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Nec4 on Corrupt Acts and the Cidb Code of Conduct

16 November 2017

An issue we are all aware off and which has affected and unfortunately still affects the construction industry to this day (not only in South Africa, but worldwide), is the issue turning on corruption. This can include unethical practices and conduct, and it can take place during pre-tender or pre-contract stages, further after contract award and even during the contract period of project execution.

NEC4 has included a new clause, clause 18, which deals with corrupt acts, and further defines a corrupt act under clause 11.2(5) as follows:

  • the offering, promising, giving, accepting or soliciting of an advantage as an inducement for an action which is illegal, unethical or a breach of trust or
  • abusing any entrusted power for private gain

in connection with this contract or any other contract with the Client. This includes any commission paid as an inducement which was not declared to the Client before Contract Date.

The CIDB Code of Conduct also deals with “corrupt acts”. It states that “This Code of Conduct represents an important step in management of integrity and the creation of an environment within which business can be conducted in a fair and transparent manner. It also forms an essential first line of defence in combating the scourge of corruption.

All parties engaged with construction procurement in South Africa (and further within the construction world in general), should always be reminded of the provisions set out in the CIDB Code of Conduct.

It inter alia requires that the “Contractor or his employees should:

  • Undertake the contract with the objective of satisfying the requirements of the employer
    by observing the spirit, as well as complying with the letter of the contract, and, in pursuit
    of this objective, co-operate with all other parties in the procurement process.
  • Aim to meet all statutory and contractual obligations fully and timeously in regard to
    conditions of employment, occupational health and safety, training, fiscal matters, etc.
  • Employ subcontractors only on the basis of fair, unbiased, written subcontracts.
  • Not engage in unfair or unethical practices in dealings with subcontractors.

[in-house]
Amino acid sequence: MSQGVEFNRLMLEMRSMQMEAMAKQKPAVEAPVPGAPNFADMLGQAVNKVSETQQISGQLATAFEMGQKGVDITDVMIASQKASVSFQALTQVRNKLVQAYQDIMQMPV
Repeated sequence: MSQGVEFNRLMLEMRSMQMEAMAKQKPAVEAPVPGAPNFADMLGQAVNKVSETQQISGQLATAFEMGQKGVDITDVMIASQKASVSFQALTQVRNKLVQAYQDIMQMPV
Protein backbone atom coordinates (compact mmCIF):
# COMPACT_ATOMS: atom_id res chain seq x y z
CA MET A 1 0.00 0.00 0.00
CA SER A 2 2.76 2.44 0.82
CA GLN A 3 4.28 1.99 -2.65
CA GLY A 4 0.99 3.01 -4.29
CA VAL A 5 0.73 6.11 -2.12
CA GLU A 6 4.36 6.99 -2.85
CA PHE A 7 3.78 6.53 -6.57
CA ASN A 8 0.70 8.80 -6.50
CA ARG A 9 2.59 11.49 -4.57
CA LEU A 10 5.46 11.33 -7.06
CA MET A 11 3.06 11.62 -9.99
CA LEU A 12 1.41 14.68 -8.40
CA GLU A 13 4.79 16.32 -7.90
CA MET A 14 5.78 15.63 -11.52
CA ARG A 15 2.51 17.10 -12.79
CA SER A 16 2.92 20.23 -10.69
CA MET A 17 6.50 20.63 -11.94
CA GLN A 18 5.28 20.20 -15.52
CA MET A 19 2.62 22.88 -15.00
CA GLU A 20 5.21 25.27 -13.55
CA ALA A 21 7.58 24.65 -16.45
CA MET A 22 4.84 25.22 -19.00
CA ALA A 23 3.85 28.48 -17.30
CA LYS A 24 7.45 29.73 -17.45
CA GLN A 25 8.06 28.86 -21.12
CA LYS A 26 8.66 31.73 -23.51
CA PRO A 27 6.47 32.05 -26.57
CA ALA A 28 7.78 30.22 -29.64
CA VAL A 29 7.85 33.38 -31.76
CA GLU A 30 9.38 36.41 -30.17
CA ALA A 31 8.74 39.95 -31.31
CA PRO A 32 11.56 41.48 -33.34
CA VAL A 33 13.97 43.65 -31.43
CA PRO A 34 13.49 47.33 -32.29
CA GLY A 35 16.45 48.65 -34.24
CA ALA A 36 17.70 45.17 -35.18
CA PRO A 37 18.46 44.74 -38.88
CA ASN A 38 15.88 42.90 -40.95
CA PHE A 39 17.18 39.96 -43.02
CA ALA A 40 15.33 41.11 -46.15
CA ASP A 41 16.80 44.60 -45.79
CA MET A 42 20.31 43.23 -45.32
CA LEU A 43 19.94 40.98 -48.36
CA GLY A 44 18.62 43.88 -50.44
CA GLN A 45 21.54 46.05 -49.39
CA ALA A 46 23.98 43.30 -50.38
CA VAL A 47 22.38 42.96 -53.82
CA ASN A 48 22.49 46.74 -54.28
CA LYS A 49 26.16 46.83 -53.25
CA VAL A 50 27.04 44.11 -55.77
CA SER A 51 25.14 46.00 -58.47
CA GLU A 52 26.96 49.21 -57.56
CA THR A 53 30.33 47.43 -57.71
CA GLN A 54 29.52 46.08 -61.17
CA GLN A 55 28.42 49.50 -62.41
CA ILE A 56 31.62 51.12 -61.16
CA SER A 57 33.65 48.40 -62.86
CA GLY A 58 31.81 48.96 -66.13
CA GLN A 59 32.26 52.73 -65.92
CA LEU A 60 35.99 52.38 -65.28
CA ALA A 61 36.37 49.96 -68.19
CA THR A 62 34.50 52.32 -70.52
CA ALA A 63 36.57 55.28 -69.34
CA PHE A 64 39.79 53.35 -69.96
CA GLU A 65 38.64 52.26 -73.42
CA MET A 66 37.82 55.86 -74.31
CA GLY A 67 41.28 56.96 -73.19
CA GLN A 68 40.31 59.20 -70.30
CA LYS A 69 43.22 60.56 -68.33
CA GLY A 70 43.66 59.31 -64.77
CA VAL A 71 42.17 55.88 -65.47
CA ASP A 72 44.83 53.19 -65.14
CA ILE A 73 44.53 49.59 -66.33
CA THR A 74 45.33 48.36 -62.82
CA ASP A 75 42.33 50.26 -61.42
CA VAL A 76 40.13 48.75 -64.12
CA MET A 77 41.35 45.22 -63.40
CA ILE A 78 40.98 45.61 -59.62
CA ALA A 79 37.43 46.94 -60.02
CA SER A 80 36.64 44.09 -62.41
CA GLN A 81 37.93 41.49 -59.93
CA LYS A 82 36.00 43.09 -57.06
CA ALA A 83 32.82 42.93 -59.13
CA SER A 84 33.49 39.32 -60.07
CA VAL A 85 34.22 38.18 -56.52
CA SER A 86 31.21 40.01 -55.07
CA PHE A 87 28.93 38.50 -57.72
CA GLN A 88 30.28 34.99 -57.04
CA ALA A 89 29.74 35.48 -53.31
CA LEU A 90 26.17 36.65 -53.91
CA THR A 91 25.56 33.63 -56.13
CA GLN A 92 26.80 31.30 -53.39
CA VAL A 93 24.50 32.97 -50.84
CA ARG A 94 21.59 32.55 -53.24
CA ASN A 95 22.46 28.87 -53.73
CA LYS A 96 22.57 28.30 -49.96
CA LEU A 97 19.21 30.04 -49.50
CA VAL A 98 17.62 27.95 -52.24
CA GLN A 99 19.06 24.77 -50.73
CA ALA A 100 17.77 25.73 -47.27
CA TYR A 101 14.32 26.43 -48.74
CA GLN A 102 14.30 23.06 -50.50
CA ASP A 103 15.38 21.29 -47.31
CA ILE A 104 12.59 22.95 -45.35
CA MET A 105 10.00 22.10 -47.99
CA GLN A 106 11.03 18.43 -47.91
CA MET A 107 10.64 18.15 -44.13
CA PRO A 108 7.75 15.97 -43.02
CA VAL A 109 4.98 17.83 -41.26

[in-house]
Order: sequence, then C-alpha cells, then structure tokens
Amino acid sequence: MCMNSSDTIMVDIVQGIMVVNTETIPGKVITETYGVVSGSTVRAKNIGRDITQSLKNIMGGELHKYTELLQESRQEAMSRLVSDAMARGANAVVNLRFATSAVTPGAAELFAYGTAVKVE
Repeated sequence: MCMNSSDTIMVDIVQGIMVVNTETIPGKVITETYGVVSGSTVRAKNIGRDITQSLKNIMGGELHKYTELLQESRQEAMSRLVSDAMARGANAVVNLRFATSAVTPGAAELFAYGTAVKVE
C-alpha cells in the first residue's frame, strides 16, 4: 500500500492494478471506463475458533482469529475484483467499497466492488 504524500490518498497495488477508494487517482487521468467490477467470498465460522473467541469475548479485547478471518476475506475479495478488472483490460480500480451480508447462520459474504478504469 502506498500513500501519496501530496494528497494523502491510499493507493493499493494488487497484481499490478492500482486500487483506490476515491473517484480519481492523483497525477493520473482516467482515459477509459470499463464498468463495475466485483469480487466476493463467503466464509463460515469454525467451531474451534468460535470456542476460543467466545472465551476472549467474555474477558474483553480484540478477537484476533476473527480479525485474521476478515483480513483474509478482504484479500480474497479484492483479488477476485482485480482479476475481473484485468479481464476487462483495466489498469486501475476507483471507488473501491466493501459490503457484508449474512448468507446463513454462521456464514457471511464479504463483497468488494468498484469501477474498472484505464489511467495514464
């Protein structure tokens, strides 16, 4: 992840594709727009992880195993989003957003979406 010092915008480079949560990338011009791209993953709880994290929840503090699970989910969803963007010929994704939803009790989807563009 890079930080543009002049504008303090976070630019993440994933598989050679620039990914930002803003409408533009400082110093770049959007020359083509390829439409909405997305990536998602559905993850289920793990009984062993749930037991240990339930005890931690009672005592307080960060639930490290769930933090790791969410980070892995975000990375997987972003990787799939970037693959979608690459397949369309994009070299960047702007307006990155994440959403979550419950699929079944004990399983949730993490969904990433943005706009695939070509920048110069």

•  Not make spurious claims for additional payment or time.
  • Not approach any representative directly in connection with a contract, save for a legitimate purpose.
  • Not undermine the development objectives of the employer through tokenism or fronting.
  •  Not engage in collusive practices that have direct or indirect adverse impacts on the cost of the project to the employer.

It further requires that the “employer, his employees, or agent should:

  • Not invite tenders without having a firm intention to proceed with the procurement.
  • Ensure that the basis on which tenders will be evaluated is clearly set out in the
    tender documents and that tenders are evaluated and awarded accordingly.
  • Employ contractors only on the basis of fair and equitable written contracts.
  • Not accept gifts, favours or other considerations, of anything more than token
    value, from any other party to the procurement process.
  • Ensure that the procurement documents are clear and comprehensive and set out
  • the rights and obligations of all parties.
  • Not breach the confidentiality of information, particularly intellectual property,
    provided by tenderers in support of their tender submissions.
  • Not engage in unfair or unethical practices in dealings with subcontractors, including
    the practice of trading one subcontractor off against another in an attempt to
    obtain lower prices.
  • Ensure that all tenderers are fairly treated and that tender offers are evaluated without bias.
  • Ensure that transparency is maintained in the tendering process. This implies, under
    normal circumstance, inviting tenders as widely and publicly as possible, stating
    clearly any prequalification criteria and considering only those who qualify, opening
    tenders in public and reading out/making available key information, such as tender
    prices, basic award criteria and times required for completion, and, in due course,
    making known to unsuccessful tenderers the outcome of the evaluation process.
  • Ensure that his obligations in terms of contracts with contractors and agents are
    scrupulously and timeously met, particularly in regard to making payments and
    giving decisions.
  • Ensure that legal requirements and principles are upheld in relation to safety,
    health, the environment and sustainable delivery management.


The above is only limited extracts applicable to the contractor and the employer and a full copy of the CIDB Code of Conduct can be obtained and downloaded from the CIDB website or at the link below:


This Code of Conduct can be enforced in terms of Section 29 of the CIDB Act (2000). In the event of a breach of the code, the Board may convene and conduct an enquiry. If any misconduct exists and is established, the CIDB Board can sanction the guilty party (or parties) by either issuing a warning or a fine, or refer the matter to the South African Police Services for further investigation, or worse, deregister a contractor for a period of time, which will mean that it cannot take part in any tendering process during that period, or maybe at all depending on the misconduct. This will not be an ideal position to find yourself, especially when you seek to grow your company within the Construction Industry.

Author Barry Herholdt, Senior Associate